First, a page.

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BBC News and The New York Times are...
Remarkably Similar!

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Well, not entirely, of course. But we did notice some unexpected overall similarities between both online publications with respect to quantitative aspects of their news articles.
We originally set out to see if we could get a handle on the question of whether or not British publications use semicolons more than U.S. publications. But, as the reader can imagine, to do such a topic justice requires a little more effort than simply finding a few news articles online. (However, such a piece is in the works.)
We considered the top stories on the homepages of both BBC News and The New York Times for Sunday, September 27th, 2015.
Sports and opinion pieces were not considered. Moreover, anything that didn't resemble "news" was also not considered. Links to stories similar or relevant to the top stories were also ignored. In total we analyzed 9 top-story articles from the N.Y. Times and 10 top-story articles from BBC News.
The word length distributions of our sample were remarkably similar.
Average Word Length Median Word Length Standard Deviation of Word Length
BBC 4.92 4 2.67
NY Times 4.94 4 2.7
Likewise the sentence length distributions of were also quite similar with the exception that there was substantially more variation in sentence length in the The NY Times articles.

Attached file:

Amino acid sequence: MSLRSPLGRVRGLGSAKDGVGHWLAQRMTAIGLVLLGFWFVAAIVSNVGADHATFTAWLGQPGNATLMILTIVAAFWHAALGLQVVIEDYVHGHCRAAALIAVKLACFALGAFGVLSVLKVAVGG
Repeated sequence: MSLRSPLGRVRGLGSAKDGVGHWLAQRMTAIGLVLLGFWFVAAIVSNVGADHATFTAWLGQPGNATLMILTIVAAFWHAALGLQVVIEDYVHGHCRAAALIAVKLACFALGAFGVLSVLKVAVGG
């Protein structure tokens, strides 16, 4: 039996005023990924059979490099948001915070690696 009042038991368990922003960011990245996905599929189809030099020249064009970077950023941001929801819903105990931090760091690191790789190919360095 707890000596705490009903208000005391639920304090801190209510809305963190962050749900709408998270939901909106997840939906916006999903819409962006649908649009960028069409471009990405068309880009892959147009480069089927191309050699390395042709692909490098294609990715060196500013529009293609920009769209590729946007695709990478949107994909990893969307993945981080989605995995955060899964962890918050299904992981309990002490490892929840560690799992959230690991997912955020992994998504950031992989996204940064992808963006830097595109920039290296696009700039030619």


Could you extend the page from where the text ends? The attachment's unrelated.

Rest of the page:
Average Sentence
Length
Median Sentence
Length
Standard Deviation of
Sentence Length
BBC 21.25 20.5 8.56
NY Times 21.34 20 12.25
The readability of both samples were also strikingly similar.
Readability Index Grade Level BBC Grade Level NY Times
Gunning fog 15.23 14.85
Flesch-Kincaid 11.94 11.62
SMOG 13.94 13.61
Coleman-Liau 12.59 12.93
Automated 13.02 13.36
Both the median and the average readability score for both publications was 13th grade (college freshman).
Not surprisingly, the average lexical density of both samples was fairly high with BBC News and The NY Times respectively scoring 55.99% and 57.94%.

Concluding Remarks

First and foremost, we acknowledge that our "sample" is hardly scientific in the sense that it's non-random. However, it is repeatable and it would be interesting to hear from readers who have tried something similar. Do you get similar results when you try the experiment?
We also caution the reader that we shouldn't consider our sample of articles as being representative of British and U.S. journalism in general. At best our sample is representative of only BBC News and the New York Times, and even then, it's a quite a stretch to say our sample is representative of these publications at all. Our "survey," if the reader prefers to call it that, was very informal and no real general conclusions can be made upon it.
This is not to say that we wasted our time, however, as the results are quite suggestive. Our experiment raises some interesting questions. By taking a truly scientific, random sample of news articles from both these publications, would we get similar results? Moreover, do similar patterns hold, both across other news outlets and other English speaking countries? Namely, Australia and Canada. (How would we collect such a sample?)
Finally, semicolon usage, contrary to expectation, was leaner among the BBC articles than The NY Times articles with a rate of about 13 semicolons per 1000 sentences for The Times and 6 semicolons per 1000 sentences for BBC News.
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Links and References

Article on this Website: What is a Readability Index?
Article on this Website: Lexical Density.
BBC News Homepage
The New York Times Homepage
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